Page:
5. C. Cortés, A. Campo, and I. Arauzo, “Reflections on lumped models of unsteady heat conduction in simple bodies,” International Journal of Thermal Sciences, vol. 42, no. 10, pp. 921–930, 2003. View at Publisher · View at Google Scholar · View at Scopus
  6. T. Yilmaz, “Equations for heating and cooling of bodies of various shapes,” International Journal of Refrigeration, vol. 18, no. 6, pp. 395–402, 1995. View at Google Scholar · View at Scopus
  7. L. S. Langston, “Heat transfer from multidimensional objects using one-dimensional solutions for heat loss,” International Journal of Heat and Mass Transfer, vol. 25, no. 1, pp. 149–150, 1982. View at Google Scholar · View at Scopus
  8. A. C. Cleland and R. L. Earle, “A simple method for prediction of heating and cooling cooling in solids of various shapes,” International Journal of Refrigeration, vol. 5, no. 2, pp. 98–106, 1982. View at Google Scholar · View at Scopus
  9. J.-H. He, “Homotopy perturbation method: a new nonlinear analytical technique,” Applied Mathematics and Computation, vol. 135, no. 1, pp. 73–79, 2003. View at Publisher · View at Google Scholar · View at Scopus
  10. F. Jiang and A. C. M. Sousa, “Analytical solution for hyperbolic heat conduction in a hollow sphere,” Journal of Thermophysics and Heat Transfer, vol. 19, no. 4, pp. 595–598, 2005. View at Google Scholar · View at Scopus
  11. C. K. Liu, “Thermal stabilities of slabs and hollow spheres with internal heat generation and variable thermal conductivity- II. Thermal stability of hollow spheres,” Journal of the Franklin Institute, vol. 323, no. 1, pp. 43–53, 1987. View at Google Scholar · View at Scopus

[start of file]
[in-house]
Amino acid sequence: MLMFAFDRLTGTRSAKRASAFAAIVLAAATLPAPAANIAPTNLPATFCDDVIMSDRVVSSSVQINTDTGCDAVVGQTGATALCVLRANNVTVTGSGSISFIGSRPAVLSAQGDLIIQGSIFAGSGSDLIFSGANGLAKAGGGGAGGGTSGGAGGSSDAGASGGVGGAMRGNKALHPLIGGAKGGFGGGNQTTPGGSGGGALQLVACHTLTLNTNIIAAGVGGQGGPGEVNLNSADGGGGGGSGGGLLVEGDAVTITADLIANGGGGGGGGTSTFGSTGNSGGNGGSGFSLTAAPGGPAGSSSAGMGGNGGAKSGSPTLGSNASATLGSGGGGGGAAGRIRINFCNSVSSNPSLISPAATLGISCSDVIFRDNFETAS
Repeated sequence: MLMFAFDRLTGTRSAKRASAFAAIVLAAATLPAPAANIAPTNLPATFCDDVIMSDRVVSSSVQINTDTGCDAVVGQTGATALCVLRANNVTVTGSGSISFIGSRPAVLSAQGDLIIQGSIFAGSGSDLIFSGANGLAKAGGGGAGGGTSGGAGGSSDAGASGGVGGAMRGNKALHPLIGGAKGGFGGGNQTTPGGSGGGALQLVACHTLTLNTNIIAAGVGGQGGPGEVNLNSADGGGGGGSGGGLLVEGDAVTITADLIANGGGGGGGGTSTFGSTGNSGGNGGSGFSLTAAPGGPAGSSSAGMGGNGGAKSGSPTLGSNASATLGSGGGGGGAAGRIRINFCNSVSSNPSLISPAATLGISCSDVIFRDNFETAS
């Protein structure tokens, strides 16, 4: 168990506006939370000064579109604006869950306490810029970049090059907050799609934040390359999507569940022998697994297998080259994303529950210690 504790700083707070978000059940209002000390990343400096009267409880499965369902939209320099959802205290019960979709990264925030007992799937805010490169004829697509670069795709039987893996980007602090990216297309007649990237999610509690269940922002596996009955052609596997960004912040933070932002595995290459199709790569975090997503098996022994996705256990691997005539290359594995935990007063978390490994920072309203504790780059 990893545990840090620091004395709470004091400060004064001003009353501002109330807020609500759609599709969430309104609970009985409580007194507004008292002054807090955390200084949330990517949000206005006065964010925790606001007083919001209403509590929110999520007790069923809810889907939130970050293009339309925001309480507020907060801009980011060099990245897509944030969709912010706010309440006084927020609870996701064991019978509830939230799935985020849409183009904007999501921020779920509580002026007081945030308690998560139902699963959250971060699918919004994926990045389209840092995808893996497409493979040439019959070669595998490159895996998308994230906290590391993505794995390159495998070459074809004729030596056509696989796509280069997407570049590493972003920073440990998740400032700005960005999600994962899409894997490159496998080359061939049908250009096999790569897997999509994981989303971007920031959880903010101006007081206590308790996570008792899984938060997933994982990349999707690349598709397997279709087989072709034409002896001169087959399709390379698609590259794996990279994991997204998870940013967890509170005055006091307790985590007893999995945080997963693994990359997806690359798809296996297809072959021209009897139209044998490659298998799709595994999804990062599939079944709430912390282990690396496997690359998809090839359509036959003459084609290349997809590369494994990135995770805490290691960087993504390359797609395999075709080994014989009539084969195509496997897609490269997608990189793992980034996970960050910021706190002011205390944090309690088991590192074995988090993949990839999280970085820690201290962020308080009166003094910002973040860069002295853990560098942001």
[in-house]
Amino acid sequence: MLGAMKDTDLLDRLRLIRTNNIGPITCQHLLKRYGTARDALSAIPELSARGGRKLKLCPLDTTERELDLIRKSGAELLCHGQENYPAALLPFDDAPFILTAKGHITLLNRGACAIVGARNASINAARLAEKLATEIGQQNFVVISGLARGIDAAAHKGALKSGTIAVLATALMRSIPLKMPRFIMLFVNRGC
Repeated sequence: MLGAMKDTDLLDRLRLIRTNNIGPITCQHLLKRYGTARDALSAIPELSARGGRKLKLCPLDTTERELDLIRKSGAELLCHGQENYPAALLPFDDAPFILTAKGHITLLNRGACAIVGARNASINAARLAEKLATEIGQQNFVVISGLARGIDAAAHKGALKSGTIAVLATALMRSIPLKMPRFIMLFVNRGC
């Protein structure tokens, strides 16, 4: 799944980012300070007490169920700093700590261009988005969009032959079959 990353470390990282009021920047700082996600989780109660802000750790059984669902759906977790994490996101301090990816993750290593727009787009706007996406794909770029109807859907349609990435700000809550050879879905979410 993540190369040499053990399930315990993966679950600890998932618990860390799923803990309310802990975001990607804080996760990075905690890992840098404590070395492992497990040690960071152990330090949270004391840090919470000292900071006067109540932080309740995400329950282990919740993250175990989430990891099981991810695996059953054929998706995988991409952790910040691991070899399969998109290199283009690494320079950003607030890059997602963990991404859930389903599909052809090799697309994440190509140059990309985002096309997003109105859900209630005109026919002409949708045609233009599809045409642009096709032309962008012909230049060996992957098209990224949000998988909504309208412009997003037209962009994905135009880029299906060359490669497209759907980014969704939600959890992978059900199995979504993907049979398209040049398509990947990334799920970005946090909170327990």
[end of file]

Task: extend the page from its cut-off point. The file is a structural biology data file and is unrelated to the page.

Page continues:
12. C. K. Liu and B. K. Hodge, “Heat conduction in homogeneous infinite cylinders and spheres with arrhenius heat generator, and a comment on squires approximation,” Tech. Rep. TN-ASH, 1969. View at Google Scholar
  13. F. Jiang, “Solution and analysis of hyperbolic heat propagation in hollow spherical objects,” Heat and Mass Transfer, vol. 42, no. 12, pp. 1083–1091, 2006. View at Publisher · View at Google Scholar · View at Scopus
  14. G. Atefi and M. Moghimi, “A temperature Fourier series solution for a hollow sphere,” Journal of Heat Transfer, vol. 128, no. 9, pp. 963–968, 2006. View at Publisher · View at Google Scholar · View at Scopus
  15. J. F. Branco, C. T. Pinho, and R. A. Figueiredo, “Heat conduction in the hollow sphere with a power-law variation of the external heat transfer coefficient,” International Communications in Heat and Mass Transfer, vol. 27, no. 8, pp. 1067–1076, 2000. View at Publisher · View at Google Scholar · View at Scopus
  16. J.-H. He, “Homotopy perturbation technique,” Computer Methods in Applied Mechanics and Engineering, vol. 178, no. 3-4, pp. 257–262, 1999. View at Google Scholar · View at Scopus
  17. R. V. Davalos and B. Rubinsky, “An evolutionary-genetic approach to heat transfer analysis,” Journal of Heat Transfer, vol. 118, no. 3, pp. 528–531, 1996. View at Google Scholar · View at Scopus
  18. B. Rubinsky and R. Davalos, “The use of evolutionary-genetic analogy in numerical analysis,” Communications in Numerical Methods in Engineering, vol. 14, no. 2, pp. 151–160, 1998. View at Google Scholar · View at Scopus
  19. P. Tsourkas and B. Rubinsky, “Evolutionary-genetic algorithm for solving 2-D steady-state conduction problems,” Numerical Heat Transfer B, vol. 43, no. 2, pp. 99–115, 2003. View at Google Scholar · View at Scopus